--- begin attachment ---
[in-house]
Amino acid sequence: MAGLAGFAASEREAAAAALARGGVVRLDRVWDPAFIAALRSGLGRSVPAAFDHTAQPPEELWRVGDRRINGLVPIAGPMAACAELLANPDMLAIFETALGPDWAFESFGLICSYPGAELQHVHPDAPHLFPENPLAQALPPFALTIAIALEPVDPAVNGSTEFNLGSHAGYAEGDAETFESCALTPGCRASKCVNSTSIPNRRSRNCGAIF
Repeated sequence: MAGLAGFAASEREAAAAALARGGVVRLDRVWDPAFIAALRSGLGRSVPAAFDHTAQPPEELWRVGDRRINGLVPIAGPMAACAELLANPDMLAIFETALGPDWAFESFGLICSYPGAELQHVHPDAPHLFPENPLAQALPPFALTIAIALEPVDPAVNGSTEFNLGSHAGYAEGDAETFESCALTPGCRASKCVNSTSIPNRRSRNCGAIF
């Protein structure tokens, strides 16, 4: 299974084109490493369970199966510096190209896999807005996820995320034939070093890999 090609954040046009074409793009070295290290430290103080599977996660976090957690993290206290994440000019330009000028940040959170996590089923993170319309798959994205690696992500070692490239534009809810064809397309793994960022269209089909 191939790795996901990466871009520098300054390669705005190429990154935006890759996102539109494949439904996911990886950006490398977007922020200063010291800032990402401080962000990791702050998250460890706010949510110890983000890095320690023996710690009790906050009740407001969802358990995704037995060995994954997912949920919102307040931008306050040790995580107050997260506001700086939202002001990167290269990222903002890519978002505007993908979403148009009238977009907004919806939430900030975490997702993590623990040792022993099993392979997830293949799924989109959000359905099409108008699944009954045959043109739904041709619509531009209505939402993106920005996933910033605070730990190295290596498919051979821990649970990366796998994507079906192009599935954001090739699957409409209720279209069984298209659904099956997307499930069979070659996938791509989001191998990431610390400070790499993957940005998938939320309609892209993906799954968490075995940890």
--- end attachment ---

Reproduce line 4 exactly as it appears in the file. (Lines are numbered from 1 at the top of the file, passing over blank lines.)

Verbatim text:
């Protein structure tokens, strides 16, 4: 299974084109490493369970199966510096190209896999807005996820995320034939070093890999 090609954040046009074409793009070295290290430290103080599977996660976090957690993290206290994440000019330009000028940040959170996590089923993170319309798959994205690696992500070692490239534009809810064809397309793994960022269209089909 191939790795996901990466871009520098300054390669705005190429990154935006890759996102539109494949439904996911990886950006490398977007922020200063010291800032990402401080962000990791702050998250460890706010949510110890983000890095320690023996710690009790906050009740407001969802358990995704037995060995994954997912949920919102307040931008306050040790995580107050997260506001700086939202002001990167290269990222903002890519978002505007993908979403148009009238977009907004919806939430900030975490997702993590623990040792022993099993392979997830293949799924989109959000359905099409108008699944009954045959043109739904041709619509531009209505939402993106920005996933910033605070730990190295290596498919051979821990649970990366796998994507079906192009599935954001090739699957409409209720279209069984298209659904099956997307499930069979070659996938791509989001191998990431610390400070790499993957940005998938939320309609892209993906799954968490075995940890």